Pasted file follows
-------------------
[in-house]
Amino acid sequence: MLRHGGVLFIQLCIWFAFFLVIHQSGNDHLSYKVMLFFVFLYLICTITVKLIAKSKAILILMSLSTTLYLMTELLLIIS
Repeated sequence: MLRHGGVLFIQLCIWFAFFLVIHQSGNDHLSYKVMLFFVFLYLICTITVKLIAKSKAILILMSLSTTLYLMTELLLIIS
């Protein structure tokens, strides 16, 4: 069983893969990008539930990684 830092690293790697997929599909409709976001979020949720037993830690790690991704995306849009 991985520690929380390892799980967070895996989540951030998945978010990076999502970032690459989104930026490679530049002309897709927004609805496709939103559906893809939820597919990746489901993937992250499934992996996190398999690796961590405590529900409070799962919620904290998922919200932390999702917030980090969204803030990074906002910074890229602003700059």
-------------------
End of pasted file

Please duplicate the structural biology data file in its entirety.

[in-house]
Amino acid sequence: MLRHGGVLFIQLCIWFAFFLVIHQSGNDHLSYKVMLFFVFLYLICTITVKLIAKSKAILILMSLSTTLYLMTELLLIIS
Repeated sequence: MLRHGGVLFIQLCIWFAFFLVIHQSGNDHLSYKVMLFFVFLYLICTITVKLIAKSKAILILMSLSTTLYLMTELLLIIS
């Protein structure tokens, strides 16, 4: 069983893969990008539930990684 830092690293790697997929599909409709976001979020949720037993830690790690991704995306849009 991985520690929380390892799980967070895996989540951030998945978010990076999502970032690459989104930026490679530049002309897709927004609805496709939103559906893809939820597919990746489901993937992250499934992996996190398999690796961590405590529900409070799962919620904290998922919200932390999702917030980090969204803030990074906002910074890229602003700059």